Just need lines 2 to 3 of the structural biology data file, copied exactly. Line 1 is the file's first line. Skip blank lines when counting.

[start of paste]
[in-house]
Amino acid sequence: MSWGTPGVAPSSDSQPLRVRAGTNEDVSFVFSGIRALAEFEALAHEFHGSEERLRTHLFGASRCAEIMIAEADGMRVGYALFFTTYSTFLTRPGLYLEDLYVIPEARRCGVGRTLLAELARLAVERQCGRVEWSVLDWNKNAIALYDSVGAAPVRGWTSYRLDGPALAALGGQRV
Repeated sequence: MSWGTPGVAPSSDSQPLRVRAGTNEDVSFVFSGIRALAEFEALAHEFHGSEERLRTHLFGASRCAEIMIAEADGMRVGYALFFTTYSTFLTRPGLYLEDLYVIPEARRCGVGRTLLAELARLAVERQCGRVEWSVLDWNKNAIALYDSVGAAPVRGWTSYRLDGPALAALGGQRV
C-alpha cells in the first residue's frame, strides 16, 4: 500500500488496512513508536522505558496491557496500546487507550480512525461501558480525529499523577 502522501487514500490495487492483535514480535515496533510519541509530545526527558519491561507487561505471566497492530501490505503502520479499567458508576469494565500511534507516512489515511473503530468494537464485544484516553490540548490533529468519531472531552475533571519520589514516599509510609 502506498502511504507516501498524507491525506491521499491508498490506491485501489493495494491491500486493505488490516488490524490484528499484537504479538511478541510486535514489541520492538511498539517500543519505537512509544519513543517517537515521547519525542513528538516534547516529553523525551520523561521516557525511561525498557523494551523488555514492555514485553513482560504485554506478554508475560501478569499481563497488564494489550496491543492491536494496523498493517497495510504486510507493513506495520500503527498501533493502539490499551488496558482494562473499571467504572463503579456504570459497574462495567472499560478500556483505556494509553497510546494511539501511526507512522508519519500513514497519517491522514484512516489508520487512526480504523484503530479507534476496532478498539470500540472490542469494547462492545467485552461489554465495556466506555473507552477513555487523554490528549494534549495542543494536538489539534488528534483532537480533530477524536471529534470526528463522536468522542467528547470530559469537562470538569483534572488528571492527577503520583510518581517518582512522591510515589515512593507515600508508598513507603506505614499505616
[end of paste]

Amino acid sequence: MSWGTPGVAPSSDSQPLRVRAGTNEDVSFVFSGIRALAEFEALAHEFHGSEERLRTHLFGASRCAEIMIAEADGMRVGYALFFTTYSTFLTRPGLYLEDLYVIPEARRCGVGRTLLAELARLAVERQCGRVEWSVLDWNKNAIALYDSVGAAPVRGWTSYRLDGPALAALGGQRV
Repeated sequence: MSWGTPGVAPSSDSQPLRVRAGTNEDVSFVFSGIRALAEFEALAHEFHGSEERLRTHLFGASRCAEIMIAEADGMRVGYALFFTTYSTFLTRPGLYLEDLYVIPEARRCGVGRTLLAELARLAVERQCGRVEWSVLDWNKNAIALYDSVGAAPVRGWTSYRLDGPALAALGGQRV